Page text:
It’s not a discreet and respectful murmur anymore. It has to be said that Tendulkar lacks the confidence of yesteryear and that has seen a genetic change in his aggressive and authoritative batting. The crisis of confidence is evident in his relatively laboured approach that consumes precious overs. The tough decision to send him down the order has to be taken. Batting lower down will enable younger and fitter men move up the order and at the same time also force Tendulkar into rediscovering his lost aggression. Unproductive overs and surfeit of dot balls lead to pressure building up, not only on him but the rest of the line-up as well.
It would probably make more sense to have Mahendra Singh Dhoni as a floater in the line-up One who can be sent up only if the need be. He may be more dangerous taking apart a tiring bowling coming in at No 7, though there are still questions about his ability to tackle swing. And one should expect reverse swing late in the innings against qualitative opposition.
We need to unearth all-rounders and infuse in them the confidence by persevering with them. The team is also woefully short of penetrative bowlers. At present we neither have men who can bowl really quick like Shoaib Akhtar, fast-medium bowlers who pose a persistent threat like Glenn McGrath, nor do we have spinners of the calibre of Muttiah Muralitharan or Shane Warne. We need 10 overs from a bowler who batsmen will not fancy taking chances – someone like Murali. If a team has even one bowler like that, it gives a big advantage to the other four who bowl the remaining quota of 40, as they are the ones who batsmen will go after.
In a country as vast as India we surely will have enough talent. The board has to appoint talent scouts with high integrity who could also interact with the junior Indian team coaches to form a talent pool that will serve as a feeder for the Indian team.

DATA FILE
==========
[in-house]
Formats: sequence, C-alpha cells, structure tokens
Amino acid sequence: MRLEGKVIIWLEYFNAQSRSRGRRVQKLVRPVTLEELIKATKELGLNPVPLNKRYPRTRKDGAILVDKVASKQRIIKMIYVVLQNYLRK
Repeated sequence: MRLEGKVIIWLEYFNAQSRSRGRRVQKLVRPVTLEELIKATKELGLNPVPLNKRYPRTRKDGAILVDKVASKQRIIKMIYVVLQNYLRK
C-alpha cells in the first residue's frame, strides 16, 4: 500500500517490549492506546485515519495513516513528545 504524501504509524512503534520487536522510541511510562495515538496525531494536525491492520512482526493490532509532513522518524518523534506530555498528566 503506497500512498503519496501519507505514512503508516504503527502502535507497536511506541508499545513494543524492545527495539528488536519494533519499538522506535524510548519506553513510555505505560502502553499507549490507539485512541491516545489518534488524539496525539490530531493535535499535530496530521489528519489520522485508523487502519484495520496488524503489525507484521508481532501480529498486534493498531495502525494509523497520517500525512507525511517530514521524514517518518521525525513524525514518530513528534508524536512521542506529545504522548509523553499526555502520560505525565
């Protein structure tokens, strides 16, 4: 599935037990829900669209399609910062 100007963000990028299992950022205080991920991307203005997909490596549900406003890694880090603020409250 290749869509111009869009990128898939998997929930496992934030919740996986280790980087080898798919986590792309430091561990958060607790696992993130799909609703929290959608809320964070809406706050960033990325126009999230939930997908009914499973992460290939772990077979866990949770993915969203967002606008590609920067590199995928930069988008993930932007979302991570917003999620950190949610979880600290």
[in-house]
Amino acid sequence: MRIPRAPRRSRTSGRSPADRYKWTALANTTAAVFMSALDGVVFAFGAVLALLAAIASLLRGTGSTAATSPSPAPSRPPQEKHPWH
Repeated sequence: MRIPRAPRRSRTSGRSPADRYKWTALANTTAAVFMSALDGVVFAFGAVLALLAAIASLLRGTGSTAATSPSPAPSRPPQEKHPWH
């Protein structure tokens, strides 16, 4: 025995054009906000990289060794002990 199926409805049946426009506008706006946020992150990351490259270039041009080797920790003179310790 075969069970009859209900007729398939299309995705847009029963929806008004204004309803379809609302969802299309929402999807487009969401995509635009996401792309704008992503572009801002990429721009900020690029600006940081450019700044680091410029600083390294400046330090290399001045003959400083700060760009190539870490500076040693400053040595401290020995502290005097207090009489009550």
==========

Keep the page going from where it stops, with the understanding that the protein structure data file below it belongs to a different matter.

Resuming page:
It’s time to look beyond VVS Laxman and Anil Kumble. If they are slow on the field now, they will be much slower in two years time when the World Cup dawns on us. One-day cricket demands top class athleticism and the two old warriors are far from athletic.
Guys like Harbhajan, Zaheer will have to be told to put in extra effort in their batting during the off-season so that there is meaningful depth in the batting. Harbhajan’s batting can be entertaining when it clicks, but it tilts too much towards risk and adventure which is likely to fail more often than not. Pathan and, in two years, time has to be ready as a meaningful all-rounder. Balaji, too, can be moulded into a much better bat than he is today.
But the need of the hour is accountability. Indian cricket, like other major international sports like golf and tennis, is not merely a sport that involves just national pride. It’s a multi-million dollar business that finds an echo in corporate boardrooms because of the mega bucks at stake. Unless a co-relation is established between team-related performance and compensation, there will be no great urgency in taking remedial action by the players. Corporate culture has to be injected into the team. And the time is now.